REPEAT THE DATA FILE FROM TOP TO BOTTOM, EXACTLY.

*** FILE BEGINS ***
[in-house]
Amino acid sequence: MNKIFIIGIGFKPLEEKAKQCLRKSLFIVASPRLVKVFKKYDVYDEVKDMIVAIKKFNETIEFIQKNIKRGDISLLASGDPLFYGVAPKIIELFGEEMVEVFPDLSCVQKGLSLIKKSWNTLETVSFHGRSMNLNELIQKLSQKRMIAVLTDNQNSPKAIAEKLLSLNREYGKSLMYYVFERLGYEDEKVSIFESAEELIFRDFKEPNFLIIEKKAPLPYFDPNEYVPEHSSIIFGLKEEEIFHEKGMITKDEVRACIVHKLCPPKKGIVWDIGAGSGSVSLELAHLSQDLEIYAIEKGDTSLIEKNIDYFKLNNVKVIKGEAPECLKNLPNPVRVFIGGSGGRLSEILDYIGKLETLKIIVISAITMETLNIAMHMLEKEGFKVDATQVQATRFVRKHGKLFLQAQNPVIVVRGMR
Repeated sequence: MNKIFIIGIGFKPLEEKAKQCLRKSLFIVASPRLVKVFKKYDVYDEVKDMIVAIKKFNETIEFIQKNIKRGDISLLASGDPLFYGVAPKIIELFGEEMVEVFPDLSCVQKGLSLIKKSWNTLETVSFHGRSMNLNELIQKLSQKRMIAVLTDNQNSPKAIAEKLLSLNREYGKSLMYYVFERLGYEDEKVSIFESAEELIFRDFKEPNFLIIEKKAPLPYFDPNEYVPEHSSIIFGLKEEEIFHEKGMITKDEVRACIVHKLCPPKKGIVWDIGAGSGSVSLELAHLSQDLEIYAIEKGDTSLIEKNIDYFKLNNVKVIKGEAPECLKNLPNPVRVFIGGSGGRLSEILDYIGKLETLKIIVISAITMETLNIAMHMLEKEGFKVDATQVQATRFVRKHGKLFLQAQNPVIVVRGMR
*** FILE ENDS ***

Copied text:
[in-house]
Amino acid sequence: MNKIFIIGIGFKPLEEKAKQCLRKSLFIVASPRLVKVFKKYDVYDEVKDMIVAIKKFNETIEFIQKNIKRGDISLLASGDPLFYGVAPKIIELFGEEMVEVFPDLSCVQKGLSLIKKSWNTLETVSFHGRSMNLNELIQKLSQKRMIAVLTDNQNSPKAIAEKLLSLNREYGKSLMYYVFERLGYEDEKVSIFESAEELIFRDFKEPNFLIIEKKAPLPYFDPNEYVPEHSSIIFGLKEEEIFHEKGMITKDEVRACIVHKLCPPKKGIVWDIGAGSGSVSLELAHLSQDLEIYAIEKGDTSLIEKNIDYFKLNNVKVIKGEAPECLKNLPNPVRVFIGGSGGRLSEILDYIGKLETLKIIVISAITMETLNIAMHMLEKEGFKVDATQVQATRFVRKHGKLFLQAQNPVIVVRGMR
Repeated sequence: MNKIFIIGIGFKPLEEKAKQCLRKSLFIVASPRLVKVFKKYDVYDEVKDMIVAIKKFNETIEFIQKNIKRGDISLLASGDPLFYGVAPKIIELFGEEMVEVFPDLSCVQKGLSLIKKSWNTLETVSFHGRSMNLNELIQKLSQKRMIAVLTDNQNSPKAIAEKLLSLNREYGKSLMYYVFERLGYEDEKVSIFESAEELIFRDFKEPNFLIIEKKAPLPYFDPNEYVPEHSSIIFGLKEEEIFHEKGMITKDEVRACIVHKLCPPKKGIVWDIGAGSGSVSLELAHLSQDLEIYAIEKGDTSLIEKNIDYFKLNNVKVIKGEAPECLKNLPNPVRVFIGGSGGRLSEILDYIGKLETLKIIVISAITMETLNIAMHMLEKEGFKVDATQVQATRFVRKHGKLFLQAQNPVIVVRGMR